- Liaised with my unit’s speech language pathologist, other allied health and nursing staff regularly when patients were approaching appropriate timing for a swallowing assessment in order to provide continuity of care and timely service.
- PEN Access: Read “An Inter-professional approach to Malnutrition in Hospitalized Adults” (published June 2014 and accessed this past year) and discussed with colleagues at a Lunch and Learn session.
Learning Outcome: I improved my collaboration skills with staff on my unit while increasing my profile as the expert in nutrition intervention and transition to oral intake. I am confidently using best practice to ensure that my patients are transitioning to oral intake from enteral nutrition appropriately.
Clinical Example 3:
Standard 14: A Dietitian uses critical thinking to obtain assessment data, determine practice problems, plan, implement and evaluate professional services.
Indicator 3: Analyze/interpret data using critical thinking, professional judgement and best practice knowledge
SMART goal: Now that Soybean oil-Medium Chain Triglyceride (MCT oil)-Olive oil-Fish Oil (SMOF) lipids are available as an alternative lipid at my worksite, I will become comfortable within the next six months in assessing each appropriate nutrition support patient to determine whether SMOF can be implemented as the lipid formulation of my parenteral nutrition (PN) recommendations.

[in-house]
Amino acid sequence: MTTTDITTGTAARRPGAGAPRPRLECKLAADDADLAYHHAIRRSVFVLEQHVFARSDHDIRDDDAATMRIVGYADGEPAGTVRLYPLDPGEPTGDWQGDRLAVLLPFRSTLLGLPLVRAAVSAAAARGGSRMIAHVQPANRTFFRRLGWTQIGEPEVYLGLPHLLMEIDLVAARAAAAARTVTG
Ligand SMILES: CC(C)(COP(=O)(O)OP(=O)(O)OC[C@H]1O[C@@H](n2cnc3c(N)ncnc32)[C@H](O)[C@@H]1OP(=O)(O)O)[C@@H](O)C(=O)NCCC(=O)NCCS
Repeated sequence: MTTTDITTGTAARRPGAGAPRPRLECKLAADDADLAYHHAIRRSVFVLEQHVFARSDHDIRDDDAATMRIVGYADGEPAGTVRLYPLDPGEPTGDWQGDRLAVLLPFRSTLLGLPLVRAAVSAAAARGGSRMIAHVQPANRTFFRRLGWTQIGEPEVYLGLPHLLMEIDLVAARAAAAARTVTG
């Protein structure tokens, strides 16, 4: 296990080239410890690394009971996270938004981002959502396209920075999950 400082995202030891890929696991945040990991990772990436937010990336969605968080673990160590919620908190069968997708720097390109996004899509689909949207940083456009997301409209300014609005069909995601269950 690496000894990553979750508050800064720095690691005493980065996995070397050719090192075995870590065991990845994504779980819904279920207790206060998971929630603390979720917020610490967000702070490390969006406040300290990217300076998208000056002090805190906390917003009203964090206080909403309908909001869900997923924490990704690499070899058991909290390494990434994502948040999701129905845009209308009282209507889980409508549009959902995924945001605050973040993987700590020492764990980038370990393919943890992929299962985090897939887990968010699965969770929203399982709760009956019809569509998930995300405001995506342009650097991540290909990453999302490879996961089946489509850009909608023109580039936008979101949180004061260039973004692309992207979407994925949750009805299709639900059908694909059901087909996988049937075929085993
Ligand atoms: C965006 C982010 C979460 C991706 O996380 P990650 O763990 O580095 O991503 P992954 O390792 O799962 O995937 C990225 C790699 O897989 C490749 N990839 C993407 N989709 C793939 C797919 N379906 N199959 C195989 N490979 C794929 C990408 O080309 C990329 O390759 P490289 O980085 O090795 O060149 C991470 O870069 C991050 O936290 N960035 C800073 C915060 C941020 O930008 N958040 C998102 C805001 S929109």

- Reviewed site-specific policies and procedures that were recently updated with information about SMOF lipid availability for nutrition support plans that include PN.
- Attended a lunch and learned hosted by a healthcare company regarding the literature available supporting the use of SMOF lipid products. Presentation included discussion of the benefit of transition to a 3-in-1 PN bag for potential future use at my worksite.